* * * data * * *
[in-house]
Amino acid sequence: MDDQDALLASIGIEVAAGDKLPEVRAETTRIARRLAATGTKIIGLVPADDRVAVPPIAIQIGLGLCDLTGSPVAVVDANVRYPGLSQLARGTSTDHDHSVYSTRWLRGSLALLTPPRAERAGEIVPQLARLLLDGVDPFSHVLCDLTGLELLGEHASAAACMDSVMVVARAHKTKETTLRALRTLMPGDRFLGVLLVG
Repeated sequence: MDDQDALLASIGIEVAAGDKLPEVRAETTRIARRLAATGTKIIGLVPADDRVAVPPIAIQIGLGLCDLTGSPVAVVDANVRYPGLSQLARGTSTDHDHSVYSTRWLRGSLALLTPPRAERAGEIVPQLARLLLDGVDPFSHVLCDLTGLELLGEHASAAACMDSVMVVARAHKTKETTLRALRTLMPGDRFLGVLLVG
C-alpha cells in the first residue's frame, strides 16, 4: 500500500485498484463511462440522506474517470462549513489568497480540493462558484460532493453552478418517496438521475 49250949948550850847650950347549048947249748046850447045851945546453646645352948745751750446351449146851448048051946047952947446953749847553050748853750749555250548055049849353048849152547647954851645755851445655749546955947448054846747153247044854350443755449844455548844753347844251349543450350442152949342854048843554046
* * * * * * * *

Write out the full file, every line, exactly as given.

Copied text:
[in-house]
Amino acid sequence: MDDQDALLASIGIEVAAGDKLPEVRAETTRIARRLAATGTKIIGLVPADDRVAVPPIAIQIGLGLCDLTGSPVAVVDANVRYPGLSQLARGTSTDHDHSVYSTRWLRGSLALLTPPRAERAGEIVPQLARLLLDGVDPFSHVLCDLTGLELLGEHASAAACMDSVMVVARAHKTKETTLRALRTLMPGDRFLGVLLVG
Repeated sequence: MDDQDALLASIGIEVAAGDKLPEVRAETTRIARRLAATGTKIIGLVPADDRVAVPPIAIQIGLGLCDLTGSPVAVVDANVRYPGLSQLARGTSTDHDHSVYSTRWLRGSLALLTPPRAERAGEIVPQLARLLLDGVDPFSHVLCDLTGLELLGEHASAAACMDSVMVVARAHKTKETTLRALRTLMPGDRFLGVLLVG
C-alpha cells in the first residue's frame, strides 16, 4: 500500500485498484463511462440522506474517470462549513489568497480540493462558484460532493453552478418517496438521475 49250949948550850847650950347549048947249748046850447045851945546453646645352948745751750446351449146851448048051946047952947446953749847553050748853750749555250548055049849353048849152547647954851645755851445655749546955947448054846747153247044854350443755449844455548844753347844251349543450350442152949342854048843554046